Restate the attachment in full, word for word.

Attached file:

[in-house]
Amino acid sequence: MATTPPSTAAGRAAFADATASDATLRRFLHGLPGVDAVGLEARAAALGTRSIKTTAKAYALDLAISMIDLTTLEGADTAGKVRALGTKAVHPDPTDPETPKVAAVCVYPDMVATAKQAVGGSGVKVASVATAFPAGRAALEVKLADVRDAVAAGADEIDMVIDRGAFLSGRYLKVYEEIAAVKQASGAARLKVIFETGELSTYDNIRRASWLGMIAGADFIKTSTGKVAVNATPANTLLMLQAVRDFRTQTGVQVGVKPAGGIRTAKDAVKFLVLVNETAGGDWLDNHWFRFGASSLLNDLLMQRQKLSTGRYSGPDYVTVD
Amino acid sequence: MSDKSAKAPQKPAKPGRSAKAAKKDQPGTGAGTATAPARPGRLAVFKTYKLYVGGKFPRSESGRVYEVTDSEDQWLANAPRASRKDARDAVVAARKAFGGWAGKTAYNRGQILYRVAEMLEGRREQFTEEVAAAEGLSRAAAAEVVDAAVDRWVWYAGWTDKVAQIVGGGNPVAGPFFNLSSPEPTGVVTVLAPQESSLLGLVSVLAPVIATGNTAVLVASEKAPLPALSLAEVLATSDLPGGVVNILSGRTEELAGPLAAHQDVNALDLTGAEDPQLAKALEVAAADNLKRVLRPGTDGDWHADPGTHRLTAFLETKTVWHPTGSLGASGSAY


[in-house]
Amino acid sequence: MATTPPSTAAGRAAFADATASDATLRRFLHGLPGVDAVGLEARAAALGTRSIKTTAKAYALDLAISMIDLTTLEGADTAGKVRALGTKAVHPDPTDPETPKVAAVCVYPDMVATAKQAVGGSGVKVASVATAFPAGRAALEVKLADVRDAVAAGADEIDMVIDRGAFLSGRYLKVYEEIAAVKQASGAARLKVIFETGELSTYDNIRRASWLGMIAGADFIKTSTGKVAVNATPANTLLMLQAVRDFRTQTGVQVGVKPAGGIRTAKDAVKFLVLVNETAGGDWLDNHWFRFGASSLLNDLLMQRQKLSTGRYSGPDYVTVD
Amino acid sequence: MSDKSAKAPQKPAKPGRSAKAAKKDQPGTGAGTATAPARPGRLAVFKTYKLYVGGKFPRSESGRVYEVTDSEDQWLANAPRASRKDARDAVVAARKAFGGWAGKTAYNRGQILYRVAEMLEGRREQFTEEVAAAEGLSRAAAAEVVDAAVDRWVWYAGWTDKVAQIVGGGNPVAGPFFNLSSPEPTGVVTVLAPQESSLLGLVSVLAPVIATGNTAVLVASEKAPLPALSLAEVLATSDLPGGVVNILSGRTEELAGPLAAHQDVNALDLTGAEDPQLAKALEVAAADNLKRVLRPGTDGDWHADPGTHRLTAFLETKTVWHPTGSLGASGSAY